It’s when a team frequently releases it’s product into the hands of end users, always listening to feedback, whether critical or appreaciative.
The frequency is determined by the technical and business needs of the users, but it’s considered to be enough one release every four to six iterations.
To favor technical contexts, such as in Web Development, a more regular rhythm of release can be achieved, such as every iteration. Some teams push this practice to its limits, through continuous deployment.
– Presenting the latest iteration of the product to a manager for “testing” purposes is not enough; nor is handing over a version to the quality assurance team; a “release” in this sense should be at the very least a beta version, evaluated by representative users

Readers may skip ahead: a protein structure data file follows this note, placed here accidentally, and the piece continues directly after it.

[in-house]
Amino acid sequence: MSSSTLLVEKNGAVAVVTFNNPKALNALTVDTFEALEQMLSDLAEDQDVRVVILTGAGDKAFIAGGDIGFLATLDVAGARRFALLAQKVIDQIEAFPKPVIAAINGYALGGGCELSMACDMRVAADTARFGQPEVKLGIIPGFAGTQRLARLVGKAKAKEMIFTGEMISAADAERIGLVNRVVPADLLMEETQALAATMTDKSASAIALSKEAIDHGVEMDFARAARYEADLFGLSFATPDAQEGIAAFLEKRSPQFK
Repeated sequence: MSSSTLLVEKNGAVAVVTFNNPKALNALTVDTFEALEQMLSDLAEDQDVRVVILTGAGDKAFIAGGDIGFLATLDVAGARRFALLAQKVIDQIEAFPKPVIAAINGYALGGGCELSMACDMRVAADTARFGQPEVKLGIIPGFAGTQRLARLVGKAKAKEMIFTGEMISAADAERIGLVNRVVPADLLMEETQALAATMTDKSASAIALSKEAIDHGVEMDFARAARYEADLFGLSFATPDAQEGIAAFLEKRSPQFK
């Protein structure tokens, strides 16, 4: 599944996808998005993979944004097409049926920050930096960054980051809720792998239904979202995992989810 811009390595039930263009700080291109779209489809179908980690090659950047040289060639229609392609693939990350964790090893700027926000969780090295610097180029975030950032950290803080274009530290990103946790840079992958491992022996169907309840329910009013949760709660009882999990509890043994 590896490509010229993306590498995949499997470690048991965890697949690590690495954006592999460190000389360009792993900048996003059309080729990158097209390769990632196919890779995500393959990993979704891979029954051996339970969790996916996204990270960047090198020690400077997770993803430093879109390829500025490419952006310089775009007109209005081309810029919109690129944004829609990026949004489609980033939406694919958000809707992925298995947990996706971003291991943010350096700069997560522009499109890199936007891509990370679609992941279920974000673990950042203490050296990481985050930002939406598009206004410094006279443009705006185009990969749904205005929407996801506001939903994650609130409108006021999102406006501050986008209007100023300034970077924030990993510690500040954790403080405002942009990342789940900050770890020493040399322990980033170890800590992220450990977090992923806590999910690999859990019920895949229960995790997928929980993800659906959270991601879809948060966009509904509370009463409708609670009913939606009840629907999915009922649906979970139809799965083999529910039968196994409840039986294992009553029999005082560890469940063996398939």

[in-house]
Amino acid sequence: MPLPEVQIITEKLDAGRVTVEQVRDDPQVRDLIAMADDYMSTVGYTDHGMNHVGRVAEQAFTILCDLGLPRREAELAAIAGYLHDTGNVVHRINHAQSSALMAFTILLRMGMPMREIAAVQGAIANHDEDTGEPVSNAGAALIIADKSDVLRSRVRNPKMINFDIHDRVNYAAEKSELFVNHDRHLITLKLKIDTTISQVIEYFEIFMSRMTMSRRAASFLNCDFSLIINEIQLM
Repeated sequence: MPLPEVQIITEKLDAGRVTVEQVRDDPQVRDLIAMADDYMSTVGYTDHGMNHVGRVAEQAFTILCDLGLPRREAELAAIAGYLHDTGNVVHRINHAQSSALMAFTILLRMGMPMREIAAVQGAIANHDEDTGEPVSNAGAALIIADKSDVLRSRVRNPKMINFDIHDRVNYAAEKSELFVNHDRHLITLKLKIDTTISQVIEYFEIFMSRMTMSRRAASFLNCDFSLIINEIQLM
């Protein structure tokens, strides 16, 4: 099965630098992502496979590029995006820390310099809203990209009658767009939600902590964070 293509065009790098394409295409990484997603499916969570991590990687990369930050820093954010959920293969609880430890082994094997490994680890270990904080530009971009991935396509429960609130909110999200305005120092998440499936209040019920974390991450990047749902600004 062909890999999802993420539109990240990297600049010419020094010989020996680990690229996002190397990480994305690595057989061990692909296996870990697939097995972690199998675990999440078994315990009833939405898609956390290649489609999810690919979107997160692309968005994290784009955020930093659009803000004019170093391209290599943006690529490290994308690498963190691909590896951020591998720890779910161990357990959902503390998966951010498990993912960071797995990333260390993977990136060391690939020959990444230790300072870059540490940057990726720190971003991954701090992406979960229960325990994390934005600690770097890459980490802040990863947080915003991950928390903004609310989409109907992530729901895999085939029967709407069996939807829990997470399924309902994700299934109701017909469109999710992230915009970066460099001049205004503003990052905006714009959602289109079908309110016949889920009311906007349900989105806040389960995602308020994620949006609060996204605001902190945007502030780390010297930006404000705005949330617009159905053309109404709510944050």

– In some instances (such as embedded software) it is not possible to arrange frequent releases to “all” users; this should not be a excuse to give up on frequent releases to “some” users (pilot websites, beta testers, etc.)
Setting up for regular releases “from the ground up” is a cornerstone of Agile’s risk reduction approach:
– Mitigates the infamous planning failure mode of discovering problems very late
– Validates the product’s demand in its market earlier
– Provides early feedback about the quality and stability of the product
– There’s a much quicker return in the economic investement